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1.
Metabolites ; 12(6)2022 Jun 14.
Article in English | MEDLINE | ID: covidwho-1903386

ABSTRACT

Coronavirus disease 2019 (COVID-19) is frequently associated with iron dyshomeostasis. The latter is related to acute disease severity and COVID-19 convalescence. We herein describe iron dyshomeostasis at COVID-19 follow-up and its association with long-term pulmonary and symptomatic recovery. The prospective, multicentre, observational cohort study "Development of Interstitial Lung Disease (ILD) in Patients With Severe SARS-CoV-2 Infection (CovILD)" encompasses serial extensive clinical, laboratory, functional and imaging evaluations at 60, 100, 180 and 360 days after COVID-19 onset. We included 108 individuals with mild-to-critical acute COVID-19, whereas 75% presented with severe acute disease. At 60 days post-COVID-19 follow-up, hyperferritinaemia (35% of patients), iron deficiency (24% of the cohort) and anaemia (9% of the patients) were frequently found. Anaemia of inflammation (AI) was the predominant feature at early post-acute follow-up, whereas the anaemia phenotype shifted towards iron deficiency anaemia (IDA) and combinations of IDA and AI until the 360 days follow-up. The prevalence of anaemia significantly decreased over time, but iron dyshomeostasis remained a frequent finding throughout the study. Neither iron dyshomeostasis nor anaemia were related to persisting structural lung impairment, but both were associated with impaired stress resilience at long-term COVID-19 follow-up. To conclude, iron dyshomeostasis and anaemia are frequent findings after COVID-19 and may contribute to its long-term symptomatic outcome.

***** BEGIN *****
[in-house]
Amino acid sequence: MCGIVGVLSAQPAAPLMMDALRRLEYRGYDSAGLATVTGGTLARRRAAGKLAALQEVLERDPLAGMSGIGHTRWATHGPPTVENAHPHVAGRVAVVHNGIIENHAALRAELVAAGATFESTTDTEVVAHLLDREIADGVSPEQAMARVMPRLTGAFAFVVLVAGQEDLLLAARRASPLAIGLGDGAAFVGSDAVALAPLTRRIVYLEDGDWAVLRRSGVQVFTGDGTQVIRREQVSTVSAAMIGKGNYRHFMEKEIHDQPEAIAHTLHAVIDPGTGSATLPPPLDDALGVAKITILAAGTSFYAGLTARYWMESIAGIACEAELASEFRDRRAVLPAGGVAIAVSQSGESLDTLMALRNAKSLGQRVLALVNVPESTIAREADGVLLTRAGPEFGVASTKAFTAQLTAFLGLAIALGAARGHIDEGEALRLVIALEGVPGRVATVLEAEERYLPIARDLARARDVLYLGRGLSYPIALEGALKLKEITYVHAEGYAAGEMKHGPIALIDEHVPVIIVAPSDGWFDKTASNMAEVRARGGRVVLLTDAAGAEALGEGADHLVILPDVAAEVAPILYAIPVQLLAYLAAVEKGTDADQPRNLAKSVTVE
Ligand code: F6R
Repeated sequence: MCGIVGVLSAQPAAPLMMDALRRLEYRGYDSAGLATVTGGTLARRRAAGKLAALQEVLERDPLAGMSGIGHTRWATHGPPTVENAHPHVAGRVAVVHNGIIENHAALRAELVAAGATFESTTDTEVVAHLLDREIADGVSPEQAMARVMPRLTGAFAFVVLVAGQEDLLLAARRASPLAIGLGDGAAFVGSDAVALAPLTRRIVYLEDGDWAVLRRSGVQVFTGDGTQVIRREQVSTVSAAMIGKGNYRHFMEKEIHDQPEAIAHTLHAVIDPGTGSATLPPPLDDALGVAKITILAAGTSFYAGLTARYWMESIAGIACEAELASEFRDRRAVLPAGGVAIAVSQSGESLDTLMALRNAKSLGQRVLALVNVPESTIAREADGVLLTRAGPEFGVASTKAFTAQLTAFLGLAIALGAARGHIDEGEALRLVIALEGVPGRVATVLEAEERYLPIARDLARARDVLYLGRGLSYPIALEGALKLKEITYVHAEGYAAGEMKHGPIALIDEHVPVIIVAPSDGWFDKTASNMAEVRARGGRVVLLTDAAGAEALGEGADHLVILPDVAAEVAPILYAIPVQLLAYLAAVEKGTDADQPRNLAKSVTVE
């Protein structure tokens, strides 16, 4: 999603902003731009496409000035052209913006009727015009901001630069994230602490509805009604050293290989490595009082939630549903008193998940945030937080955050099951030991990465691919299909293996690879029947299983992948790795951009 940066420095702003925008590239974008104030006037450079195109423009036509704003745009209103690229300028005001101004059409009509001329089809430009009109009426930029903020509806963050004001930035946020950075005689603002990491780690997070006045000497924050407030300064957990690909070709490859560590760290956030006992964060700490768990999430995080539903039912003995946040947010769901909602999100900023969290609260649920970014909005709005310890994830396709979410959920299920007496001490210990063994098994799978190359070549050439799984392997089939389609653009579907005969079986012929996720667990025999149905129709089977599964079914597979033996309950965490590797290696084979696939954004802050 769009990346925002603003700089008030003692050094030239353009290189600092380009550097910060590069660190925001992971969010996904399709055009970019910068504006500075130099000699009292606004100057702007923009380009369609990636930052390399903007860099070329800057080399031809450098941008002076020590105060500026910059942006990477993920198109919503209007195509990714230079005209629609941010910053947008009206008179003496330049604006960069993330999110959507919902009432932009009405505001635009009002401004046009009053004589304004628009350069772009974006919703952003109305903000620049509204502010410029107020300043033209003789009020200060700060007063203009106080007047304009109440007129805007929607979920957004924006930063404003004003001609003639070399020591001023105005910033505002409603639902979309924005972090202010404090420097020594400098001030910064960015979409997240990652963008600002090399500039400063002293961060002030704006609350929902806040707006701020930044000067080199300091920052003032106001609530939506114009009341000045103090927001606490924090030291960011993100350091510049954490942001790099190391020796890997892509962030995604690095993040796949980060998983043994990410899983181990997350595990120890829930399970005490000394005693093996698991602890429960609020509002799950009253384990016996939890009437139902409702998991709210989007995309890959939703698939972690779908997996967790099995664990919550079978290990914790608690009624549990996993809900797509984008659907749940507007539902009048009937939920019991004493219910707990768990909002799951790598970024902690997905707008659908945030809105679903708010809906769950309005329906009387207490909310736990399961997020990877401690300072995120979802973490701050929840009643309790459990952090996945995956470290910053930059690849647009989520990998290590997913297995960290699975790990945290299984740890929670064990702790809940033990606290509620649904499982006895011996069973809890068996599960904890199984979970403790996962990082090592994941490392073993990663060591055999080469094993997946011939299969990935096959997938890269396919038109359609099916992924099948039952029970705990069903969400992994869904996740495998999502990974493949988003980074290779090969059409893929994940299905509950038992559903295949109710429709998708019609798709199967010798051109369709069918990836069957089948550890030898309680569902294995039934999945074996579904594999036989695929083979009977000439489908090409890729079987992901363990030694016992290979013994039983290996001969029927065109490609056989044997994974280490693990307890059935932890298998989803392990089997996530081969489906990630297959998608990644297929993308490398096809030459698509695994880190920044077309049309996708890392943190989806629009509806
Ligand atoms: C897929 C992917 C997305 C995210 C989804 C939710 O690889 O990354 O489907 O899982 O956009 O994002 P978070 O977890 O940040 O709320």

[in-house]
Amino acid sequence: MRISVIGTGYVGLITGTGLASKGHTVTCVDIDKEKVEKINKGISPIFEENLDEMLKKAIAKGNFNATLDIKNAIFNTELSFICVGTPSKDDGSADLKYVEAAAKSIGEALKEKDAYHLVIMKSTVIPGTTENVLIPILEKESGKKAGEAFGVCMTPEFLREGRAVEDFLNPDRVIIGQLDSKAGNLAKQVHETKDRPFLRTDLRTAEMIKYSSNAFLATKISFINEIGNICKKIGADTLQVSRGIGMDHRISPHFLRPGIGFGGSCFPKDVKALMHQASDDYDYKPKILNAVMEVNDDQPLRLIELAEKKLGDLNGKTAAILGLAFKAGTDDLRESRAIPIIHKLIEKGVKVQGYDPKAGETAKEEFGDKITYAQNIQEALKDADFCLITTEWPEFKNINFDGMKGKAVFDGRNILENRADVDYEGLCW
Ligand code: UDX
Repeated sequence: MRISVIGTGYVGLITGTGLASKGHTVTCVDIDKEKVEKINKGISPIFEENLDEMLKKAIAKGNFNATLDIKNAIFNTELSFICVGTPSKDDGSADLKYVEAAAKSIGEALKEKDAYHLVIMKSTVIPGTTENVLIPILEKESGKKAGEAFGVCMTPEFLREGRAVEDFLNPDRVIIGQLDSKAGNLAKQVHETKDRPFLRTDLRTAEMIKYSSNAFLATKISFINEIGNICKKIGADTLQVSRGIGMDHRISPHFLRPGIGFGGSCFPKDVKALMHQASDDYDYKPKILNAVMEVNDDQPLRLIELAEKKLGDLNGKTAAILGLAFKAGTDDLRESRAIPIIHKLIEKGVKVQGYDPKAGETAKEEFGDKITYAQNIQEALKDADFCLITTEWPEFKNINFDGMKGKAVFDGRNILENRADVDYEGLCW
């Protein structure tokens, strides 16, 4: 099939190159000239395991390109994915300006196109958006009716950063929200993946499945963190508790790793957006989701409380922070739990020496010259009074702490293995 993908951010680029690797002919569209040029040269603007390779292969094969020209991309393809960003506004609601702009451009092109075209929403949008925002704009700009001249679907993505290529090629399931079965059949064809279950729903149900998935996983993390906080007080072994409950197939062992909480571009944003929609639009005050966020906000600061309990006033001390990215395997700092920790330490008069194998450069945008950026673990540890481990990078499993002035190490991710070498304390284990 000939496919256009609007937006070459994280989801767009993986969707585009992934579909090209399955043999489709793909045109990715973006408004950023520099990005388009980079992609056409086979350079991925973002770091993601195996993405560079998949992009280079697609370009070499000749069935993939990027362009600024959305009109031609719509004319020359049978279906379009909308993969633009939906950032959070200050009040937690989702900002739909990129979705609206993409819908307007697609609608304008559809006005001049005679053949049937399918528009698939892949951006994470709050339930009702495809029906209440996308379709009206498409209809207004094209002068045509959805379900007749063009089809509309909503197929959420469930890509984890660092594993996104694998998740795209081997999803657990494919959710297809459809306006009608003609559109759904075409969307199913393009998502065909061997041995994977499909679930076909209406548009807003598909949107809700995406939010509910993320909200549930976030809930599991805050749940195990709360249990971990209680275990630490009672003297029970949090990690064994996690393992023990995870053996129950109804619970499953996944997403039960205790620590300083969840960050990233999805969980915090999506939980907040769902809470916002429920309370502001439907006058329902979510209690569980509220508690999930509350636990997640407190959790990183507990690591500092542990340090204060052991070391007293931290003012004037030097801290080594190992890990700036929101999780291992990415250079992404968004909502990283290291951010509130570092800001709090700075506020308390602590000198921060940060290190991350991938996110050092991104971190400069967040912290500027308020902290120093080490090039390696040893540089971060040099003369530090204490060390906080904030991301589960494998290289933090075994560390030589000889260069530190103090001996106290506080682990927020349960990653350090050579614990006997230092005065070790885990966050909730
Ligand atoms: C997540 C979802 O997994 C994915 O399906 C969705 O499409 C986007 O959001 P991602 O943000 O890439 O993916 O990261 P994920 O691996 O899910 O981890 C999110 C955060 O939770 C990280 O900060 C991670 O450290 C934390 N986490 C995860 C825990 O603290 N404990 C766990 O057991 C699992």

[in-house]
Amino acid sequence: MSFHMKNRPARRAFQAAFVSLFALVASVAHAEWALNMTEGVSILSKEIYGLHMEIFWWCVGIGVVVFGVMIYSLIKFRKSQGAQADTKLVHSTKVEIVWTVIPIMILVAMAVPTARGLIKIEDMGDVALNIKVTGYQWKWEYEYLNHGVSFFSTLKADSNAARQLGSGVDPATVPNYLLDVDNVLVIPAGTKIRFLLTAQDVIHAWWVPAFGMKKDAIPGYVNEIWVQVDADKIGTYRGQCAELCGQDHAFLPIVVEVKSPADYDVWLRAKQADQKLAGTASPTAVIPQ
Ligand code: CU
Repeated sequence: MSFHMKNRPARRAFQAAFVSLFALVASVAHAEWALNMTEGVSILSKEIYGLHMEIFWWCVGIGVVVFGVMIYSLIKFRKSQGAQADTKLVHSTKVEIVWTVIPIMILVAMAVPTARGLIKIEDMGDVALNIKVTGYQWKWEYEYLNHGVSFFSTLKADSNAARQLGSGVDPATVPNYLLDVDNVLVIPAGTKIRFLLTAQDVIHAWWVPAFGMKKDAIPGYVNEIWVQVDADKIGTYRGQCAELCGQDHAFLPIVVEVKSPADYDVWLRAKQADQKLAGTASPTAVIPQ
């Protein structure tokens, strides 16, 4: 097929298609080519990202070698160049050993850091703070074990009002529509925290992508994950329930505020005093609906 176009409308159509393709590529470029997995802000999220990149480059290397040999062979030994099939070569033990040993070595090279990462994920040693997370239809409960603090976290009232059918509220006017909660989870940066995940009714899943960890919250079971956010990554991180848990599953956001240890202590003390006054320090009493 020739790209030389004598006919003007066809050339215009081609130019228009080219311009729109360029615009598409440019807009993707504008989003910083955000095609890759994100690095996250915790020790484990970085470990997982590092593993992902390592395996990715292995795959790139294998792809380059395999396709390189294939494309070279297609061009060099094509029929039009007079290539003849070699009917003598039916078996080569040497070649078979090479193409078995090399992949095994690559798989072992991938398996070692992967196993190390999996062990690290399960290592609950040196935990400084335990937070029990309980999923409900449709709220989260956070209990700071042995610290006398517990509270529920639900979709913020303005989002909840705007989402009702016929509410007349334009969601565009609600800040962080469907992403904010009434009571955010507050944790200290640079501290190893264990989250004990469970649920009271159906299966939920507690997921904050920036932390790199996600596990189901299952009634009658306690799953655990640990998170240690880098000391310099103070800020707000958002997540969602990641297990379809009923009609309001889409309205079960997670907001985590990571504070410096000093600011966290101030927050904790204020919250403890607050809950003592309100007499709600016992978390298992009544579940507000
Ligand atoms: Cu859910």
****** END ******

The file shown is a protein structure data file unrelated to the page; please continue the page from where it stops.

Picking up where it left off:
2.
Int J Sports Med ; 2022 Jul 19.
Article in English | MEDLINE | ID: covidwho-1873584

ABSTRACT

Standardized exercise therapy programs in pulmonary rehabilitation have been shown to improve physical performance and lung function parameters in post-acute COVID-19 patients. However, it has not been investigated if these positive effects are equally beneficial for both sexes. The purpose of this study was to analyze outcomes of a pulmonary rehabilitation program with respect to sex differences, in order to identify sex-specific pulmonary rehabilitation requirements. Data of 233 post-acute COVID-19 patients (40.4% females) were analyzed before and after a three-week standardized pulmonary rehabilitation program. Lung function parameters were assessed using body-plethysmography and functional exercise capacity was measured by the Six-Minute Walk Test. At post-rehabilitation, females showed a significantly smaller improvement in maximal inspiration capacity and forced expiratory volume (F=5.86, ω2=.02; p<0.05) than males. Exercise capacity improvements between men and women did not differ statistically. Females made greater progress towards reference values of exercise capacity (T(231)=-3.04; p<0.01) and forced expiratory volume in the first second (T(231)=2.83; p<0.01) than males. Sex differences in the improvement of lung function parameters seem to exist and should be considered when personalizing standardized exercise therapies in pulmonary rehabilitation.

3.
Wien Klin Wochenschr ; 134(9-10): 399-419, 2022 May.
Article in English | MEDLINE | ID: covidwho-1802740

ABSTRACT